On Sheep and Working Dogs

Garden in snow

The garden and barn a few days ago, immediately after the big snowfall. The scaffolding on the barn is part of the erection of solar panels on the roof. From the end of February the barn will be the place where lambing happens.

At last February has arrived, and with it the snow. All around us the guns fell silent as the pheasant shooting season ended on January 31st. My lovely Border Collie was able to come from beneath the wooden settle in our back porch, where she retreats when shooters are nearby. Like every Border Collie I’ve ever known, she’s scared stiff of loud bangs. On Bonfire Night I often have to sit for hours in the porch, with a terrified dog on my lap. I’ve had three working Collies and when I bought my current one, some ten years ago  I asked her breeder her name. Normally sheep dogs are given butch, usually monosyllabic, names that sound good when farmers are having man-to-man conversations in the bar at the local cattle market. Names like: Rip, Cap and Doc. My last one was called Jess. These short names are practical too. They carry a long distance when called out across an open Fen, or down the rolling fells on a clear winter’s morning. So I asked the breeder my new dog’s name. At this, she (the breeder, not the dog) looked, how can I put it, sheepish:


My Border Collie, Twink , contemplating the plot of her next novel.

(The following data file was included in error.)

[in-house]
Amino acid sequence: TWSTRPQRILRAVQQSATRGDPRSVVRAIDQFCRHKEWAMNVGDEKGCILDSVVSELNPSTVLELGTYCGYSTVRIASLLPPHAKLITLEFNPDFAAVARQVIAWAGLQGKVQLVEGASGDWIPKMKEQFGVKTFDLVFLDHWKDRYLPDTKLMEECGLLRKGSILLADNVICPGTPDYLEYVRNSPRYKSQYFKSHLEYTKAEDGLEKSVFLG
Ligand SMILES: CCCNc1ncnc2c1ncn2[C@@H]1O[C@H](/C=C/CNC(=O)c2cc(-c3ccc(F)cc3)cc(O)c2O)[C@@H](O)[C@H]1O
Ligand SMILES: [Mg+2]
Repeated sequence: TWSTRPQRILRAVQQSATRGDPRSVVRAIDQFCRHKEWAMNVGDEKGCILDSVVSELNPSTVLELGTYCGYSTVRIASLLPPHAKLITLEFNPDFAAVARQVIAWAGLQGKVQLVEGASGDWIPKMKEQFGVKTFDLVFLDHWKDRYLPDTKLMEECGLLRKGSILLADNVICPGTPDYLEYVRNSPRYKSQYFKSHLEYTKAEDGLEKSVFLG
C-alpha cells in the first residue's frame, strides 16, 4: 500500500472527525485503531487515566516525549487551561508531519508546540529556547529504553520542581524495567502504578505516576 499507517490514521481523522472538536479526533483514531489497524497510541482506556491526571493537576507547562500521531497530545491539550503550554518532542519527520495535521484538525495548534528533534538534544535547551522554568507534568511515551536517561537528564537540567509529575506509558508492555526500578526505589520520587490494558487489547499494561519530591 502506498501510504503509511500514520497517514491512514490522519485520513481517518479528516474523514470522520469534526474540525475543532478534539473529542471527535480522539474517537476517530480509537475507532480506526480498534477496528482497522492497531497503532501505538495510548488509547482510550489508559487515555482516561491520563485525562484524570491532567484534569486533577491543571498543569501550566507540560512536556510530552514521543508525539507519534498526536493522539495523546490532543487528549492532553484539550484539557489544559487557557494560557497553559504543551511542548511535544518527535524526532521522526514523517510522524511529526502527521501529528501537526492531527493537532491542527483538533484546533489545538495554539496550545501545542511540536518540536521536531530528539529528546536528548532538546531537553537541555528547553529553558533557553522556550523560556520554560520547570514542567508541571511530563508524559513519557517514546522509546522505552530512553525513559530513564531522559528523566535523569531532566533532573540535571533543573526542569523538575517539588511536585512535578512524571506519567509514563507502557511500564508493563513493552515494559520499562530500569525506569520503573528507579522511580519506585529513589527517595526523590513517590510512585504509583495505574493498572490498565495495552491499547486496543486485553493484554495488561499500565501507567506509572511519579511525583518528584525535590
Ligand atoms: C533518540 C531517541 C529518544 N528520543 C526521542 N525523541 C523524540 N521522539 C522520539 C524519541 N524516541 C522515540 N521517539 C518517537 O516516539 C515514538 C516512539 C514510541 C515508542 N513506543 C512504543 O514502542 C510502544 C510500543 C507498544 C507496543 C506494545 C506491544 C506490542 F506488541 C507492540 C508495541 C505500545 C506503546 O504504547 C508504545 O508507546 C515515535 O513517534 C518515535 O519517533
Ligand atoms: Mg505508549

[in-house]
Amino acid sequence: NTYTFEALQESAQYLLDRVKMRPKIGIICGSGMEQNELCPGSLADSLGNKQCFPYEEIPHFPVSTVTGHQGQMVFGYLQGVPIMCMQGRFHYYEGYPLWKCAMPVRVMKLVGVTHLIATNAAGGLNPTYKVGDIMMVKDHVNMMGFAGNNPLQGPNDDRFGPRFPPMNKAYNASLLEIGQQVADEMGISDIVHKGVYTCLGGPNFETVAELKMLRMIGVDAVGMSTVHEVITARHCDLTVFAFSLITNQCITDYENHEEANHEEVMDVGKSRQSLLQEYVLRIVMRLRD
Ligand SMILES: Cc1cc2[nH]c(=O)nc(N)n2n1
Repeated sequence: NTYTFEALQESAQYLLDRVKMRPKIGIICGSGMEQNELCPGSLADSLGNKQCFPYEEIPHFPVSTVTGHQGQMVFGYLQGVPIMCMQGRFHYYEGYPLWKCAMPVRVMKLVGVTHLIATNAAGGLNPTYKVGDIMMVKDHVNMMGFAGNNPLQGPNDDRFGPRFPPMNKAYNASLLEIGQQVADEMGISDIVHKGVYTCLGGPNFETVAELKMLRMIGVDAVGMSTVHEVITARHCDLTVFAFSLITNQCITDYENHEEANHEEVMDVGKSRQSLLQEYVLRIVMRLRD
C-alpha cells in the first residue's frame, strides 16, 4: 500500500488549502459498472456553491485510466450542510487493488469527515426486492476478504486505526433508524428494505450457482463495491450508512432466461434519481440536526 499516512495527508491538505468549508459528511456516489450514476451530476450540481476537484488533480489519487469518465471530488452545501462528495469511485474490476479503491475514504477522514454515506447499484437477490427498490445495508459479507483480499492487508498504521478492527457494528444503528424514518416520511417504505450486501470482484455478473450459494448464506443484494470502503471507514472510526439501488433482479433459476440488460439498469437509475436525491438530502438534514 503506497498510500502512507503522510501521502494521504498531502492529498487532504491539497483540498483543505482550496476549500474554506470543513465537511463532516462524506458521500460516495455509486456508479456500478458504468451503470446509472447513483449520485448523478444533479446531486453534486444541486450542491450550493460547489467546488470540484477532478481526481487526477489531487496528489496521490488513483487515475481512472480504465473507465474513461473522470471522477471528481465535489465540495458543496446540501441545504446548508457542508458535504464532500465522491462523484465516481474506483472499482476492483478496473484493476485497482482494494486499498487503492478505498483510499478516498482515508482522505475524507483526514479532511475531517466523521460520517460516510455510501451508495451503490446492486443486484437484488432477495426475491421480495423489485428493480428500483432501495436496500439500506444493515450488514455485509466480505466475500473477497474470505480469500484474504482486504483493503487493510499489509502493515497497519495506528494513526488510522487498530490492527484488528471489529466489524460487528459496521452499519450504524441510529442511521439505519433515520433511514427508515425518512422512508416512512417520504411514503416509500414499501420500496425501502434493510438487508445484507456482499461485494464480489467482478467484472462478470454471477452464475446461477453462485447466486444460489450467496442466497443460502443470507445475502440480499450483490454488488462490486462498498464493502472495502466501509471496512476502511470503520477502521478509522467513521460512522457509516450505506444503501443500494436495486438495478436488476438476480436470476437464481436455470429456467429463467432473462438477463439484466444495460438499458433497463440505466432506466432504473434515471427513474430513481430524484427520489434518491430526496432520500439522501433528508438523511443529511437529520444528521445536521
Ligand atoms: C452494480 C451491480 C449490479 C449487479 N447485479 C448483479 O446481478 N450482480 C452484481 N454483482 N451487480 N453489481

‘Oh,’ she said very embarrassed, ‘actually we’ve called her…’ She paused, reluctant to say it. ‘We’ve called her Twinkle. It was the children named her. She’s become a bit of a family pet…’

Twinkle!!! I was dumbfounded. I could imagine my carefully nurtured masculine credibility crumble the moment I took her anywhere near the bar at Melton Mowbray Cattle Market. I could picture the scene. Large man in flat cap and wellies:

‘Eh-up Francis, that’s a nice looking bitch you’ve got there?

‘Yes, I’ve just bought her…’

‘Cost you much?’

‘No, not much, I’m training her myself…’

‘She got a good eye?’

‘Oh yes, very strong…’

‘That’s good…’

Possessing the charm of Mrs. Satan herself, my dog offers her head for a quick scratch which the huge farmer can’t resist. As he scratches he murmurs: ‘Good girl, there’s a good girl…

Then he looks up, smiling now:

‘And what d’you call ‘er then?’

‘Err… Twinkle.’

Collapse of stout party. End of life as we know it.